Coroner: Michael Jackson's death homicide, drug-induced
Michael Jackson’s death was a homicide, the Los Angeles County coroner has ruled.A lethal dose of an illegal anesthetic administered by his doctor killed the King of Pop on the morning of June 25, according to a report and documents released yesterday. The coroner’s determination increased the likelihood that Dr. Conrad Murray, would be brought up on criminal charges, according to the Associated Press. It is unclear when authorities will determine if charges will be leveled against the doctor. Murray delivered a cocktail of drugs to the singer throughout the morning of his death, topping off the mix with the lethal, 25-milligram dose of propofol, according to a search warrant released yesterday. Murray told investigators that he had been treating Jackson for insomnia with nightly intravenous doses of the anesthetic, which is approved for surgery but not home use, according to the warrant. He had become worried that the singer was becoming dependent on the drug and started weaning him off, at first withholding the drug and administering several others on the day Jackson died, according to the warrant. However, the singer complained he could not fall asleep and demanded propofol. At 10:40 a.m., the doctor administered a dose and left the room to use the bathroom. “Upon his return, Murray noticed that Jackson was no longer breathing,” according to the warrant, which was used to raid the doctor’s Houston office. Reaction was swift yesterday to the release of the findings. Jackson’s family said it placed its “full confidence” in the investigators.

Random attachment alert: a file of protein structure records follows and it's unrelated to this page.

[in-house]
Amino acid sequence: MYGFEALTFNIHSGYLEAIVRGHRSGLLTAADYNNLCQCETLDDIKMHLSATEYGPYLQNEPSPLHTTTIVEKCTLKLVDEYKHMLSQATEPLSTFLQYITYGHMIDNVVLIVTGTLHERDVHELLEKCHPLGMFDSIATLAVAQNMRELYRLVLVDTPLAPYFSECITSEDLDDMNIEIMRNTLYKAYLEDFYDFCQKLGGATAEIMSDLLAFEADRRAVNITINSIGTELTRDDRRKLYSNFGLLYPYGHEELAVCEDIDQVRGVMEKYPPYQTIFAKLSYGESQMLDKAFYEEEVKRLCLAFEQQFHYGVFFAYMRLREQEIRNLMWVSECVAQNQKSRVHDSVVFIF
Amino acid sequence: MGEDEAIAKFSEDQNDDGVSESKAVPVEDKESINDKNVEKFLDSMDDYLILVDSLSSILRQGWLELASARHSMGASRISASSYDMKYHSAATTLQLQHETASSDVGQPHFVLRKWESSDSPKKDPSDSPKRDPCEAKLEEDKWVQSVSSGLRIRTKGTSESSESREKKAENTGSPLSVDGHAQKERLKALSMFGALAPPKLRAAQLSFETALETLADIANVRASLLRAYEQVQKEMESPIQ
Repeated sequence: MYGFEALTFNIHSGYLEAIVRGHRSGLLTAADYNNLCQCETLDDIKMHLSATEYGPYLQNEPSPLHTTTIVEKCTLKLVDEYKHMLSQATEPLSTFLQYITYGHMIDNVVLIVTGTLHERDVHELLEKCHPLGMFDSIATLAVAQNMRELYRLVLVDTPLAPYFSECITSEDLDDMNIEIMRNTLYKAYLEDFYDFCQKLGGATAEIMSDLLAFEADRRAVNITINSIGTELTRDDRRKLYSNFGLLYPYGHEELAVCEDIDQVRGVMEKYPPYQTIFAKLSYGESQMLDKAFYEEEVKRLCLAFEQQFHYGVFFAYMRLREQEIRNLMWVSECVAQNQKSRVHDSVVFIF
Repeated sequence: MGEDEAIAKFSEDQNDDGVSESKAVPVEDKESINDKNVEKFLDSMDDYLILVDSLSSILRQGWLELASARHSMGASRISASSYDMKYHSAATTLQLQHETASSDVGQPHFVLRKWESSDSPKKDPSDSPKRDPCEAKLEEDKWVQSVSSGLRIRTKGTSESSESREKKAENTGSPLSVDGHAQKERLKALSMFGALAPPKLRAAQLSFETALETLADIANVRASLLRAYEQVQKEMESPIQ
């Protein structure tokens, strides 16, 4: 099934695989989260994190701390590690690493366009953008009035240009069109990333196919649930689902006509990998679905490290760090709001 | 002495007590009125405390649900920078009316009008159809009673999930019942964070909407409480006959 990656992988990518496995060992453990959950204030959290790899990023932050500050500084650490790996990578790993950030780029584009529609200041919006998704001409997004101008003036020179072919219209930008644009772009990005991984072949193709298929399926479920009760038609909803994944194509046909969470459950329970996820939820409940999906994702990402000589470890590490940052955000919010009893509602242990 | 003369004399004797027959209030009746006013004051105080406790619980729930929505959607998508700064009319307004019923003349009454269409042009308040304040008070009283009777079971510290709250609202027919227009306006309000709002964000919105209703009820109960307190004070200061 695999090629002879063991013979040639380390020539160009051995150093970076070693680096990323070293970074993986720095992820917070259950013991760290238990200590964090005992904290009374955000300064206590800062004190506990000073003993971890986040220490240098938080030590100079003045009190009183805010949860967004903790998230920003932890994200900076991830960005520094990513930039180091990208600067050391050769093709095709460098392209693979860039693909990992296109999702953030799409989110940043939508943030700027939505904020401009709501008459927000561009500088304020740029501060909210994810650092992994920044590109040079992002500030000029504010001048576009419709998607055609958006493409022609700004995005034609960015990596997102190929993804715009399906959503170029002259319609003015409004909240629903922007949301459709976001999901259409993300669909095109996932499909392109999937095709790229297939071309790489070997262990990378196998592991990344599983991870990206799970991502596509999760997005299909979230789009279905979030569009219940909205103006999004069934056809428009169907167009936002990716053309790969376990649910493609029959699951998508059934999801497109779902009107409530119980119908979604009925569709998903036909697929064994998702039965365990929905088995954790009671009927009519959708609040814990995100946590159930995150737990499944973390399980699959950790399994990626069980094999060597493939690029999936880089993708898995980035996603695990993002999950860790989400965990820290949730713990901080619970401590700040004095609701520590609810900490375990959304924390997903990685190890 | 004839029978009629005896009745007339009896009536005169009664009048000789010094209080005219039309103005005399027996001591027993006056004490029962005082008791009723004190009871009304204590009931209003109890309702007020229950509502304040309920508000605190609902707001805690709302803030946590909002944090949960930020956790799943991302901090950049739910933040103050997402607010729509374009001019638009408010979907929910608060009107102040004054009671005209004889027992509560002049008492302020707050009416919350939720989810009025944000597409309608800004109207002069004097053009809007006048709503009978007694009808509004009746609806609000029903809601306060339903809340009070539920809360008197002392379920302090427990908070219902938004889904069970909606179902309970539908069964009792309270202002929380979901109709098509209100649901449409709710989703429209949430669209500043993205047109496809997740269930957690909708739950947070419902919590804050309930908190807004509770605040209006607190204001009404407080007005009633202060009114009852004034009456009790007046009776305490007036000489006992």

"The family looks forward to the day that justice can be served," said Ken Sunshine, Jackson family rep. While the document and the coroner’s ruling clears up how Michael Jackson died, it is unclear how the propofol was obtained. Authorities did not find any evidence that Murray bought or obtained the drug under his medical license, but police found bottles of the drug and others prescribed by Murray, Dr. Arnold Klein and Dr. Allan Metzger, according to the Los Angeles Times. The anesthetic was also found in Murray’s medical bag. Murray has been the target of the Los Angeles Police Department manslaughter investigation.